As healthcare professionals, we strive to keep our choices based on evidence-based practice. What’s holding you back from applying what we know about nutrition to your life?  While June is national fresh fruit and vegetable month, any way that you can make your diet more plant based all year is a good move for health.

Fresh or not, we asked Registered Dietitian Nutritionists for the easiest ways to get those five recommended cups of valuable plants into your daily routine.

First Things First

Opting for vegetables at breakfast is a favorite of many nutrition experts.  Kate Chury, RD, of suggests keeping a good supply of frozen vegetables on hand for both convenience and their nutritional value.

“My personal favorites for frozen vegetables are broccoli, spinach and asparagus,” Chury said. “I often use these frozen veggies in my scrambled eggs at breakfast. It can be hard to eat vegetables at breakfast time, and I’ve found this is an excellent way to get some in the morning. Frozen vegetables are also great to add to soups, pastas, curries or just to have as a simple, quick side.”

Kelly Jones, MS, RD, CSSD, LDN, of agreed.

“I always have frozen vegetables on hand, especially broccoli and cauliflower, which I’ll roast on the convection setting in my oven, and in 15 minutes they’re ready to go with any protein or starch for dinner,” she said. “Any leftovers can be added to omelettes or used with lunch the next day.”

The rest of your day will probably take a turn for the healthier when you start off with some good choices.

EA Stewart, MBA, RD, of the The Spicy RD Blog recommends, “Start your day with leafy greens, like scrambling baby spinach with eggs, blending a handful of kale into a smoothie, or topping off your avocado toast with arugula or micro greens. Starting your day off on a positive note makes you more likely to eat well the rest of the day.”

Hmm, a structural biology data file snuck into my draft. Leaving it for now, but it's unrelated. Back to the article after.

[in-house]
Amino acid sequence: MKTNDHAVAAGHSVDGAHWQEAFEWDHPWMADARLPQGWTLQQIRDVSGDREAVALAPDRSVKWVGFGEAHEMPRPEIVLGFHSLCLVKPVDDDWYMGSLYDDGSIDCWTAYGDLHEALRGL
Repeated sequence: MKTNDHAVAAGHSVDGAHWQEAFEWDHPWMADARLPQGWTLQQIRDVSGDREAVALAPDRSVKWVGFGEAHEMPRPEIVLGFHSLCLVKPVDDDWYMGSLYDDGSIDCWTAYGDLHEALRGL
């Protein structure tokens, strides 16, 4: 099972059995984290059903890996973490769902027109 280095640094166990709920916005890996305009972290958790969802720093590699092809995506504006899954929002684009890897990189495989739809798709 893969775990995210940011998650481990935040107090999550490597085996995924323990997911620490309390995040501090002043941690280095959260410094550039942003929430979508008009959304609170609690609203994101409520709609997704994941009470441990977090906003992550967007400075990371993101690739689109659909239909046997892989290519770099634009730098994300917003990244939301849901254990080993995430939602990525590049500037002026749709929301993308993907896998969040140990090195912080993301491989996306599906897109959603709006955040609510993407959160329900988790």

Meal Planning Basics

If you’re trying to wing good nutrition, it’s probably not going to happen. A bit of planning, according to Stephanie Van’t Zelfden of, and a change in mindset when making meals can help. “Choose your veggies first and your protein last. Instead of ‘chicken with veggies’, say ‘veggies with chicken.’ This will make the veggies the focus of the meal and will inspire you to choose a wider variety.”

Snacking too, can improve with a makeover. Mandy Enright, MS, RDN, RYT, creator of the couples blog and podcast Nutrition Nuptials recommends using snack time to get in those fruits and veggies.

“Apples, bananas and oranges are great items to buy a bunch of and keep handy at your desk, work area or even your purse,” Enright said. “They don’t require refrigeration and are easy snacks to have on hand. Buy baby carrots, mini bell peppers or celery sticks and portion them out into baggies or containers along with a dip such as hummus, peanut butter or dressing for a quick midday snack.”


If you’ve accomplished the first step of buying enough fruits and veggies, where is your produce hiding? Cheryl Mussatto, MS, RD, LD, of suggests keeping fruits and veggies in sight at all times, reminding you to choose them as an easy option to eat.